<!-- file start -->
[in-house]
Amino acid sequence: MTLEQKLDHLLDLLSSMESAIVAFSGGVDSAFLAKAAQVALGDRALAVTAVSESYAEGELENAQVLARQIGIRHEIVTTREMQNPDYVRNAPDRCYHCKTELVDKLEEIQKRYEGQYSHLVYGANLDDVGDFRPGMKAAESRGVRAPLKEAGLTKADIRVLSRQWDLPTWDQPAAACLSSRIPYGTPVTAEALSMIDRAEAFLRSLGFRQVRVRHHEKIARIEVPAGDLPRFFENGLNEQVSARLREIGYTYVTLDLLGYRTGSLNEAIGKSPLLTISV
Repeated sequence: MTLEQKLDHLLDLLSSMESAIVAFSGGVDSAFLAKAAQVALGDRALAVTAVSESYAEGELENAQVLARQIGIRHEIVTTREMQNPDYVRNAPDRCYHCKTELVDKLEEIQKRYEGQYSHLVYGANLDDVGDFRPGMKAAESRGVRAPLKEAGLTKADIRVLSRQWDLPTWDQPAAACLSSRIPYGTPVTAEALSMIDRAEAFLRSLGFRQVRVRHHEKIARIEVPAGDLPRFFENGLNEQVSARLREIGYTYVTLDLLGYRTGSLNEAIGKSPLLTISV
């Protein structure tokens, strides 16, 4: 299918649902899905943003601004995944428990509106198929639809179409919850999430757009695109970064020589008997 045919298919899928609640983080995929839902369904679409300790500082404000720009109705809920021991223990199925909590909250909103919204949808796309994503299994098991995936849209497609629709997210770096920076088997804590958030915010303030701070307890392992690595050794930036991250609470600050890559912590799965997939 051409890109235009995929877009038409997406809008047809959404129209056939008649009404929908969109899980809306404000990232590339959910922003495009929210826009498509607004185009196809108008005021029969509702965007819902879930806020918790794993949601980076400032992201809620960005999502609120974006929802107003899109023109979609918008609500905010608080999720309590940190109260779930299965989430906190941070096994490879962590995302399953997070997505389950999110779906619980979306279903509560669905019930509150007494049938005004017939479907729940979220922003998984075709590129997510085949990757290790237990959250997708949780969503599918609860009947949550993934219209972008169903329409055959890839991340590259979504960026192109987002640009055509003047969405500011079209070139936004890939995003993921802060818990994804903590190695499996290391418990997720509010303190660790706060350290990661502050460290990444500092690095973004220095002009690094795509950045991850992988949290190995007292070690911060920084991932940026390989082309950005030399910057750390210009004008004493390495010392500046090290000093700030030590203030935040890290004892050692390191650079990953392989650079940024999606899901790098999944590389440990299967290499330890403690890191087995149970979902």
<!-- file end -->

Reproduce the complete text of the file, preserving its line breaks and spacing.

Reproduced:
[in-house]
Amino acid sequence: MTLEQKLDHLLDLLSSMESAIVAFSGGVDSAFLAKAAQVALGDRALAVTAVSESYAEGELENAQVLARQIGIRHEIVTTREMQNPDYVRNAPDRCYHCKTELVDKLEEIQKRYEGQYSHLVYGANLDDVGDFRPGMKAAESRGVRAPLKEAGLTKADIRVLSRQWDLPTWDQPAAACLSSRIPYGTPVTAEALSMIDRAEAFLRSLGFRQVRVRHHEKIARIEVPAGDLPRFFENGLNEQVSARLREIGYTYVTLDLLGYRTGSLNEAIGKSPLLTISV
Repeated sequence: MTLEQKLDHLLDLLSSMESAIVAFSGGVDSAFLAKAAQVALGDRALAVTAVSESYAEGELENAQVLARQIGIRHEIVTTREMQNPDYVRNAPDRCYHCKTELVDKLEEIQKRYEGQYSHLVYGANLDDVGDFRPGMKAAESRGVRAPLKEAGLTKADIRVLSRQWDLPTWDQPAAACLSSRIPYGTPVTAEALSMIDRAEAFLRSLGFRQVRVRHHEKIARIEVPAGDLPRFFENGLNEQVSARLREIGYTYVTLDLLGYRTGSLNEAIGKSPLLTISV
């Protein structure tokens, strides 16, 4: 299918649902899905943003601004995944428990509106198929639809179409919850999430757009695109970064020589008997 045919298919899928609640983080995929839902369904679409300790500082404000720009109705809920021991223990199925909590909250909103919204949808796309994503299994098991995936849209497609629709997210770096920076088997804590958030915010303030701070307890392992690595050794930036991250609470600050890559912590799965997939 051409890109235009995929877009038409997406809008047809959404129209056939008649009404929908969109899980809306404000990232590339959910922003495009929210826009498509607004185009196809108008005021029969509702965007819902879930806020918790794993949601980076400032992201809620960005999502609120974006929802107003899109023109979609918008609500905010608080999720309590940190109260779930299965989430906190941070096994490879962590995302399953997070997505389950999110779906619980979306279903509560669905019930509150007494049938005004017939479907729940979220922003998984075709590129997510085949990757290790237990959250997708949780969503599918609860009947949550993934219209972008169903329409055959890839991340590259979504960026192109987002640009055509003047969405500011079209070139936004890939995003993921802060818990994804903590190695499996290391418990997720509010303190660790706060350290990661502050460290990444500092690095973004220095002009690094795509950045991850992988949290190995007292070690911060920084991932940026390989082309950005030399910057750390210009004008004493390495010392500046090290000093700030030590203030935040890290004892050692390191650079990953392989650079940024999606899901790098999944590389440990299967290499330890403690890191087995149970979902």